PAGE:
Luke 23:26-35 (CEV)
26 As Jesus was being led away, some soldiers grabbed hold of a man from Cyrene named Simon. He was coming in from the fields, but they put the cross on him and made him carry it behind Jesus.
27 A large crowd was following Jesus, and in the crowd a lot of women were crying and weeping for him. 28 Jesus turned to the women and said:
Women of Jerusalem, don’t cry for me! Cry for yourselves and for your children. 29 Someday people will say, “Women who never had children are really fortunate!” 30 At that time everyone will say to the mountains, “Fall on us!” They will say to the hills, “Hide us!” 31 If this can happen when the wood is green, what do you think will happen when it is dry?
32 Two criminals were led out to be put to death with Jesus. 33 When the soldiers came to the place called “The Skull,” they nailed Jesus to a cross. They also nailed the two criminals to crosses, one on each side of Jesus.
34-35 Jesus said, “Father, forgive these people! They don’t know what they’re doing.”
“Why did God let this happen?”
It’s a frequent cry that I have heard throughout my life – in church settings and hospitals and counselling rooms and over coffees with friends.
‘Why did God let me get sick?’
‘Why did God let me lose my job?’
‘Why did God let my partner cheat on me?’
‘Why did God let my parent/partner/child die?’
‘Why did God let me or my parent/partner/child end up with a disability?’
We have somehow assumed that God’s love and compassion for us means that nothing bad will ever happen to us – that all of our life will be filled with fairy twinkle lights and soft focus edges and twee Facebook memes about how easy it should be to do it all effortlessly without ever feeling flustered.
But in what will be some of Jesus’ final recorded words, he suggests that we need a different way to look at things.
Now, don’t misunderstand me. These questions come from a very legitimate place of pain and hurt and sadness and grief. As someone who has lived with a disability my entire life, weathered job losses, emigrated, buried a child, and raised two children with disabilities, I feel like I have a pretty good idea of the curve balls that life can throw at us and the pain that we need to process when that happens. And to be clear, I am also well aware of the fact that sometimes God does intervene in very real yet mysterious ways that mean that cancer tumours shrink and money arrives in unmarked envelopes and marriages are healed and people walk again.
But the problem is that when we assume that God’s love for us is demonstrated by our health or our wealth or our ease of life, we distort our understanding of God and in so doing we limit our capacity to experience God’s love for us in the hardest – and best – times of life.
So to the women keening their death wails for him, Jesus tells them that bad things are happening and are going to happen. They’re happening right at that moment – while Jesus is still alive and well (or as he says, ‘while the wood is green’). And the women should expect that they are going to happen even more when he is gone (or ‘when the wood is dry’).
So what do we make of this? If Jesus is promising that bad things are and will continue to happen, then does that mean that God’s stopped caring for us when they happen?
Did God stop caring for these women when Jesus was crucified?
I’m sure they thought he had, but the resounding answer of the rest of the Bible is NO!
The resounding answer of the Old Testament is that the brokenness of our world stretches back into the dawn of time, and has invaded our reality individually, in our communities, in our structures and systems and environment.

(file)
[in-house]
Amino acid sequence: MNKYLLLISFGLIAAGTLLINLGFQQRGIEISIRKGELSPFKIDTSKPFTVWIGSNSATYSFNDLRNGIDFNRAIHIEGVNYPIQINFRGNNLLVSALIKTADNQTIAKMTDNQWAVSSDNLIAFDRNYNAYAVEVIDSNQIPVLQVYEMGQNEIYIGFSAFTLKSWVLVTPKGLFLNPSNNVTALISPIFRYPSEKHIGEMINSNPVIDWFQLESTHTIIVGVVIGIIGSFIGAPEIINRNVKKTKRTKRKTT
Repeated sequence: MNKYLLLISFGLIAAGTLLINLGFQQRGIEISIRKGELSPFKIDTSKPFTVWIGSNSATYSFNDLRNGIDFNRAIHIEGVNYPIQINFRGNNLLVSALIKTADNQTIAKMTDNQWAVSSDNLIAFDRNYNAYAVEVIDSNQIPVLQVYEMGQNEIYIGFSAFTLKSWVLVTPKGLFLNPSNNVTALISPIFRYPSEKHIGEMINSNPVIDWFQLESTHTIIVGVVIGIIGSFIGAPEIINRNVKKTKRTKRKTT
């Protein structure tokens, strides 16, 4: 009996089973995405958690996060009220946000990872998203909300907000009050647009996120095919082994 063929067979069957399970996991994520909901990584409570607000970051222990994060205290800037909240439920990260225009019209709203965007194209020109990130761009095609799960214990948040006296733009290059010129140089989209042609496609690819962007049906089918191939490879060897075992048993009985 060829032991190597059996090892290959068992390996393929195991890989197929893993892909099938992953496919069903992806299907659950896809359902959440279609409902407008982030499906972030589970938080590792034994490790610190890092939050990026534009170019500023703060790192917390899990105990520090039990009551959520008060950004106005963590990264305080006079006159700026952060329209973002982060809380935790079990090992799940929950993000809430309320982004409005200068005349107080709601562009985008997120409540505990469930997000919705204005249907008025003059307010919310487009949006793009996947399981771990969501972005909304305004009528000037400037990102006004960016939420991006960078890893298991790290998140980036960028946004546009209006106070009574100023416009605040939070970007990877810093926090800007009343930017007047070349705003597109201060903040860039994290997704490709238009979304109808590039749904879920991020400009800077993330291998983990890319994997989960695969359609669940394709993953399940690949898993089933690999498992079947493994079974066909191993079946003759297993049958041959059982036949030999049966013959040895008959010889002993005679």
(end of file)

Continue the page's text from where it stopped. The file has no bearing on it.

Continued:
The resounding answer of the Old Testament is that nothing that we came up with to fix our brokenness worked – no amount of rules or wars or wealth or wisdom had the power to fix the way that brokenness had seeped into our reality here on earth.
But the resounding answer of the New Testament is that when Jesus became human and walked amongst us and experienced what we experienced even to the point of death a path was opened up – not a path that removed the brokenness, but a path of love and compassion through the middle of that brokenness – that would allow us to find freedom from fear, and a way to live freely and lightly in the midst of whatever life was going to throw at us.
Jesus warns the women – and Luke in turn warns us – that bad things are going to keep happening. That Jesus’ coming has only begun the process of seeing God’s Kingdom come in greater and greater measure. So we shouldn’t be surprised at the things that happen to us. And we certainly don’t benefit any from blaming God for them – because all that accomplishes is leaving us feeling distant and disconnected from the very relationship that can bring us wholeness and shalom whatever life throws at us.
Because what the book of Luke has taught us is that Jesus genuinely cares about us when we hurt.
That Jesus wants to see our tears, sit with our misery, embrace our terror and our damage and our loss and our impurity.
That where everybody else would write us off as ‘too far gone’ or ‘too much work’ or ‘hopeless’ or ‘shameful’ or ‘sinners’, Jesus shows up and says, “I am here – in the middle of your struggles and your pain – and I will walk with you.”
- What happens to your relationship with a person when you blame them for something bad that happens in your life?
- Have you ever blamed God for something bad that has happened in your life?
- How has that affected your relationship with God?
- Is it possible that you’re missing out on the good gifts God wants to give you because of the way you are blaming God for the bad stuff that was going to happen anyways?
- What would happen if you were to shift your perspective? To recognize that the bad stuff – and the good stuff – is simply the background on top of which God wants to write a story of healing relationship on?